• I shouldn't feel like a traitor. The Pi Zero WiFi is the smallest form factor fanless computer. They go up in scale, in many forms from there. I cant help feel a little guilty, now I want one of the I/O hats to tinker with. This category of computer has really grown, is this where computing is heading? Small form factor, cool running and relatively fast processor's, pretty simple these days to make anything smart, guilt free 24/7 operation. Can these things run a Propeller Tool, like PropellerIDE ?
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  • kwinnkwinn Posts: 7,652
    edited March 3 Vote Up0Vote Down
    MikeDYur wrote: »
    ......
    Can these things run a Propeller Tool, like PropellerIDE ?

    Here are the specs for the Pi Zero WiFi and the Pi model B that Parallax recommended for use with SimpleIDE, so I don't see why the Zero WiFi would not run it.

    Pi Zero WiFi – 1GHz, 512MB ram
    Pi model B – 700MHz 512MB ram
    In science there is no authority. There is only experiment.
    Life is unpredictable. Eat dessert first.
  • ceptimusceptimus Posts: 60
    edited March 3 Vote Up0Vote Down
    There's the propeller hat if you want to add some I/O to one of the Pi models.

    32330b.png?itok=p1WNO4cU

    It's designed to mechanically fit the larger Pi boards but the zero has the same GPIO connector so it should work.

    Yes the PropellerIDE runs on a Pi - though in my experience it's a little more trouble than on a "regular" PC. I have one of the Pi Propeller hats and I did get it working blinking LEDs and such just using a Pi, but I then made up a bit of breadboard so I could connect it to a full sized PC using a 3.3V FTDI adapter for faster development.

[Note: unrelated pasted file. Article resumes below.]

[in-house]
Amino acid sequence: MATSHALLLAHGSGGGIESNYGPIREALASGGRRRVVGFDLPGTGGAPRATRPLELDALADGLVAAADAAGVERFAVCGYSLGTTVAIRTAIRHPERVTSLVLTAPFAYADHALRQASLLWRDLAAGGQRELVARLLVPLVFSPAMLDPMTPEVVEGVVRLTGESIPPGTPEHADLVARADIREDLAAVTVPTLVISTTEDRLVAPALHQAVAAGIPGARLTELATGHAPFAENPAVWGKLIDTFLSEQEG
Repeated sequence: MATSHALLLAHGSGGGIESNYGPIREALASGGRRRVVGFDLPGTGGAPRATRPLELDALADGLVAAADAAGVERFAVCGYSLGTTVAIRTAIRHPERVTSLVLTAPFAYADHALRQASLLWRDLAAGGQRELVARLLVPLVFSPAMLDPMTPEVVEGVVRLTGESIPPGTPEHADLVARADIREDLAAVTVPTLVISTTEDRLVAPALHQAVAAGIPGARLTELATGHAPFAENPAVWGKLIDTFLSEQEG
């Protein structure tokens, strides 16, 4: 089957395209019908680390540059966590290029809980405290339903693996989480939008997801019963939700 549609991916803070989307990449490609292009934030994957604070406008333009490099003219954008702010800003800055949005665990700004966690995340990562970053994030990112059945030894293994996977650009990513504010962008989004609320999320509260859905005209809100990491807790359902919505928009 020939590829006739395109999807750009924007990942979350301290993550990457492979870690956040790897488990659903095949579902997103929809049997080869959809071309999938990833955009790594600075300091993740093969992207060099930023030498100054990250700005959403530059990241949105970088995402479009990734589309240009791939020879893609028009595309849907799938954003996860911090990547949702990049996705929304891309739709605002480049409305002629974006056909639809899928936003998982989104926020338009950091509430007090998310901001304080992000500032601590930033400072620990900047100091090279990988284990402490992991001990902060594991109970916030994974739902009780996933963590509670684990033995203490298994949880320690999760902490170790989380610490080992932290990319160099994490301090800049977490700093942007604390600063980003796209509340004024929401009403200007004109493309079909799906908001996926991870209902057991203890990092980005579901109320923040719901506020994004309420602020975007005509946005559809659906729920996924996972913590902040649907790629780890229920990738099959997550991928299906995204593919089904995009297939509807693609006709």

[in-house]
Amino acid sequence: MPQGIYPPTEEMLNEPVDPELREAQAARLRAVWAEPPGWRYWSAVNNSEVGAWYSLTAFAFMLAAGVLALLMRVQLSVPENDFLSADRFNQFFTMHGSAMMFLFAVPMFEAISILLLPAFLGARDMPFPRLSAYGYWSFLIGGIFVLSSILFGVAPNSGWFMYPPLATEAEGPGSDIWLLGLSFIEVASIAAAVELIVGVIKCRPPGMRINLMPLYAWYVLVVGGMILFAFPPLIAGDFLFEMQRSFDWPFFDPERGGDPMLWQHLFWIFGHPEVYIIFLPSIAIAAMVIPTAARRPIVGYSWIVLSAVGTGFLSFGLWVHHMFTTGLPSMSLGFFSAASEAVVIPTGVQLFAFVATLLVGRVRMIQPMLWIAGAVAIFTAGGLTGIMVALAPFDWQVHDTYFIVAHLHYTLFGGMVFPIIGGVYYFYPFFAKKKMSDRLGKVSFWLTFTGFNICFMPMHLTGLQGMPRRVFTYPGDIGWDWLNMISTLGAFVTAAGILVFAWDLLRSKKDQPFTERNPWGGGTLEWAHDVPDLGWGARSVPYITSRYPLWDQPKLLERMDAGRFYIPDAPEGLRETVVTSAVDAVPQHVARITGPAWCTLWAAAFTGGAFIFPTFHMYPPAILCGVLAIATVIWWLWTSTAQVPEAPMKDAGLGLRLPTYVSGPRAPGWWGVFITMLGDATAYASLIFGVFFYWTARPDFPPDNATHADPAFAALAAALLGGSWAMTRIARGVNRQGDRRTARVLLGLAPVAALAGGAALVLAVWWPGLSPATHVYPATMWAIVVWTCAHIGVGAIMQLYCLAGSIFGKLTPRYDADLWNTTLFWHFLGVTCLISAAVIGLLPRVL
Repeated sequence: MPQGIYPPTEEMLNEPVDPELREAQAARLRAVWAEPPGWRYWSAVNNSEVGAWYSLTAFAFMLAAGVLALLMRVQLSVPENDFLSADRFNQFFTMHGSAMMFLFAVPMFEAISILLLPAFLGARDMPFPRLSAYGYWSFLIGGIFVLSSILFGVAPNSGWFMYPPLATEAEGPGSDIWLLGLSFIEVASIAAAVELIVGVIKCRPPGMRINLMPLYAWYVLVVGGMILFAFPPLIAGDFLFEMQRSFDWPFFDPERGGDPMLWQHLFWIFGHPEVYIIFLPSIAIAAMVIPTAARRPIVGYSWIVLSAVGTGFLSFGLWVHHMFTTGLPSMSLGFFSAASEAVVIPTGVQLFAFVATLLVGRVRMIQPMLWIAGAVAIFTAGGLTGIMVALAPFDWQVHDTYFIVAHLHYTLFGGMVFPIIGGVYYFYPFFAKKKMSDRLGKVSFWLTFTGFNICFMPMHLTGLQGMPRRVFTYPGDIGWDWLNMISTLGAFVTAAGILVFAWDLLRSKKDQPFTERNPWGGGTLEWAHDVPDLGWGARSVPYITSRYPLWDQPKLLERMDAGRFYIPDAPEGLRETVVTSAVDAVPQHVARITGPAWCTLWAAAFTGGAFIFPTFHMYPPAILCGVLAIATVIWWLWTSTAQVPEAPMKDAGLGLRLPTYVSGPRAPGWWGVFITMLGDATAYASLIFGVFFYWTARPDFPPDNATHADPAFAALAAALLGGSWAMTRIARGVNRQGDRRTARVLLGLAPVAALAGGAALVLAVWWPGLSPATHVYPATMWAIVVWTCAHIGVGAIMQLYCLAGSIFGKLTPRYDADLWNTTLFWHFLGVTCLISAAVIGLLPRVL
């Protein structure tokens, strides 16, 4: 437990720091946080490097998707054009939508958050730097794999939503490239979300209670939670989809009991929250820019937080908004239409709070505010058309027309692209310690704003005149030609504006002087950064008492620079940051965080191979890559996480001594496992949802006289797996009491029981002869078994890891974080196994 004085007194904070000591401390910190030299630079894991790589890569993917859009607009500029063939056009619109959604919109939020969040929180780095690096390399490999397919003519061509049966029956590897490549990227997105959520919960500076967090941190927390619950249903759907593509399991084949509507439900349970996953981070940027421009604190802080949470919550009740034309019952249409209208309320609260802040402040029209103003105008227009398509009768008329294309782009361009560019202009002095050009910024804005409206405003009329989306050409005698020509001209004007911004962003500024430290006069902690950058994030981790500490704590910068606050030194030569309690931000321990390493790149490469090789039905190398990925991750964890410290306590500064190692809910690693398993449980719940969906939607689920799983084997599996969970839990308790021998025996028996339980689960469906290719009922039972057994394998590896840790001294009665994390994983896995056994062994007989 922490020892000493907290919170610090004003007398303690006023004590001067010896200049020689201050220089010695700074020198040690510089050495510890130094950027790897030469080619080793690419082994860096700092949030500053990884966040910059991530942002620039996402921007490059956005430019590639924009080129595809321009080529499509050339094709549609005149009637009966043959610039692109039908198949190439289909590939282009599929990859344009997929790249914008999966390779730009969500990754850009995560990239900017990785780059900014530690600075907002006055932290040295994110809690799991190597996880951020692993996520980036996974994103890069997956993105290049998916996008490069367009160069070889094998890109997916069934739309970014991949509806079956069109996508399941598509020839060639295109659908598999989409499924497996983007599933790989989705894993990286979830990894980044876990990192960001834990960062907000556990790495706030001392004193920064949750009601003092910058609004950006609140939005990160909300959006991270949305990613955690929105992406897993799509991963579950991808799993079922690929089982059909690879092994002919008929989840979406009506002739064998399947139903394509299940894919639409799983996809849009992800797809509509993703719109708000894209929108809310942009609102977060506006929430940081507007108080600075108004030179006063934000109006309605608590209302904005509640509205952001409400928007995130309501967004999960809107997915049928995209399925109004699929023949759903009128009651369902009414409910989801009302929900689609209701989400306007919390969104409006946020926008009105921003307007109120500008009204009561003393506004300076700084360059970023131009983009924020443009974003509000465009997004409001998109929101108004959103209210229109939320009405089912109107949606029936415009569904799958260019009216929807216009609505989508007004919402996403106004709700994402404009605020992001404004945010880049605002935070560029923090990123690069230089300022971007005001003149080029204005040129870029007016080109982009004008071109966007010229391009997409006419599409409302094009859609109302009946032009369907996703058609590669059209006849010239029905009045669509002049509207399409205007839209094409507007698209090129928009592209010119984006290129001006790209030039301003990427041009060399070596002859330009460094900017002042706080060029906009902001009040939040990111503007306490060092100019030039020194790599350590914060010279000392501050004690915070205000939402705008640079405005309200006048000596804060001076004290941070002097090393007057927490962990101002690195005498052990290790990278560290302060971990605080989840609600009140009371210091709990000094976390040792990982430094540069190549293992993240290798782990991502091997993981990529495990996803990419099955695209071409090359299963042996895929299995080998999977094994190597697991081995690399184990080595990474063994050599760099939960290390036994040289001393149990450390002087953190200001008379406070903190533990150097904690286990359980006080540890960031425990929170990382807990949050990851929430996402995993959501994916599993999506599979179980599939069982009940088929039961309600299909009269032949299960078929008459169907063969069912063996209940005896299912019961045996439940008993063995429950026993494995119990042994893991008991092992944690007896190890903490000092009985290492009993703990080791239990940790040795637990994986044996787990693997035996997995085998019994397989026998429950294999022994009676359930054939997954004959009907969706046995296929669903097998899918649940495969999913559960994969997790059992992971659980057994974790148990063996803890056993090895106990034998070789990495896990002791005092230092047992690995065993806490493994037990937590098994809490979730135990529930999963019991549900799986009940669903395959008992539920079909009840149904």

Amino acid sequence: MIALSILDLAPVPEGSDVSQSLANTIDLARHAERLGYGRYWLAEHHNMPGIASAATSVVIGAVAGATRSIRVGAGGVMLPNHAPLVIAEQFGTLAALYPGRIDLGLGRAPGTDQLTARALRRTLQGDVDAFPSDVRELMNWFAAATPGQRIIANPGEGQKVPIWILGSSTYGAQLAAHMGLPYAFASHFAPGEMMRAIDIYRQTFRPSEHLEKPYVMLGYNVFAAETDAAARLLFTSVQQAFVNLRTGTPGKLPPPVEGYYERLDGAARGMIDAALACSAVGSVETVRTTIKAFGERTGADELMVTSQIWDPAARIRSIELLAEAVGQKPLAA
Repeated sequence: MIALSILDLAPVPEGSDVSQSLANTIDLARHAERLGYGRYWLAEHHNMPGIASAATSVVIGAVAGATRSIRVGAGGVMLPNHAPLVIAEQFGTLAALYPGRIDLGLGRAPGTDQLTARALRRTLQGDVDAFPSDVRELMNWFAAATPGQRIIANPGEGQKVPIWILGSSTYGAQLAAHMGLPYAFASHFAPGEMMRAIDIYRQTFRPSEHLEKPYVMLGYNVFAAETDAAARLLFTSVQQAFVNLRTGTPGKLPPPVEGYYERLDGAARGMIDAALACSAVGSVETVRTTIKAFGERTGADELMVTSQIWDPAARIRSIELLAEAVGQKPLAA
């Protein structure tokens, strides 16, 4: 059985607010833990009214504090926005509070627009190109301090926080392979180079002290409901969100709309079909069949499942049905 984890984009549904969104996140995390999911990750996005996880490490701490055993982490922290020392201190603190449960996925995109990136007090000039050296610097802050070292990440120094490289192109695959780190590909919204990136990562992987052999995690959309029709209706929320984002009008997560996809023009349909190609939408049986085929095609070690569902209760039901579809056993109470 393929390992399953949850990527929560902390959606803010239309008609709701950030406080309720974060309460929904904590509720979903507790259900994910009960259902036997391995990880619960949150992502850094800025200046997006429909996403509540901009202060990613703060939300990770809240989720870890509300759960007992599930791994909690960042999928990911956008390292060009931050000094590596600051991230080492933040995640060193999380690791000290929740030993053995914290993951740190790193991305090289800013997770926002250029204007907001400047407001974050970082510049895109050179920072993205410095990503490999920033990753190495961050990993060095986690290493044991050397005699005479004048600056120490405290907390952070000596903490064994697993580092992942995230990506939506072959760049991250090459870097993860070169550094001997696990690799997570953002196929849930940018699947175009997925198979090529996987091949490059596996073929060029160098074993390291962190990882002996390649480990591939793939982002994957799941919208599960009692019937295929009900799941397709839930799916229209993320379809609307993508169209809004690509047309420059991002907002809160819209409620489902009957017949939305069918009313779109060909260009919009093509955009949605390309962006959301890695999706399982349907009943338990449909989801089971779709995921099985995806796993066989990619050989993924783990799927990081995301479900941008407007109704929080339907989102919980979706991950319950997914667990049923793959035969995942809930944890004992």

Be aware if you buy one that the Pi hat doesn't have an EEPROM to store the propeller program - so you have to send it from the host Pi after each power cycle. The hat does have an EEPROM chip, but it's connected only to the PI pins, not the propeller ones, and in any case is too small to hold a propeller program. You can, of course, buy a separate DIL EEPROM for the Propeller and wire it up in the hat's prototyping breadboard area - once you've done that you can use the hat like you'd use an ordinary propeller dev board.
  • kwinn and ceptimus, thank you for the reply.

    I have found a new avenue to get lost in, that board is next. Now I'm at peace.
  • My question would be when do you want something like a Pi, and when do you want something simpler? For example an Espruino or ESP8266 running micropython or javascript. Or perhaps a Particle board or Electric Imp. For the latter two you get features such as OTA updates built in, which seems like a nice feature. How do people deal with updating remote Raspberry Pis? Is there a simple way to handle this without having to do a lot of development?
  • It's pretty easy to connect to a remote Pi (assuming it's internet connected, of course) and update it. You just SSH to the Pi and then do the normal sudo apt-get update and upgrade thing. You can even automate any updates with a cron job but I don't recommend that.

    The reason for having something simpler attached to the Pi is that although the Pi has lots of processing power, it's not as good as a propeller, or Arduino, or similar at real time stuff. Say you want to drive a bunch of servos with glitch-free signals at a rock steady frame rate - that's something that a Propeller can do much better and more easily than the Pi. So the Pi communicates via serial to the propeller to send it the current desired position for each servo - and that serial signal might be a little jittery when the Pi is busy doing other stuff. The propeller can bit bang the servo signals perfectly and maybe also read gyros, accelerometers, GPS receivers and other such sensors and pass all that info back to the Pi in a semi-digested format. Meanwhile the Pi might be busy with processor intensive stuff such as vision recognition using an attached Pi camera.

    The propeller can also do a useful watch dog function on the Pi so that if and when the Pi stops communicating the propeller can drive any hardware to a safe state and/or raise an alarm.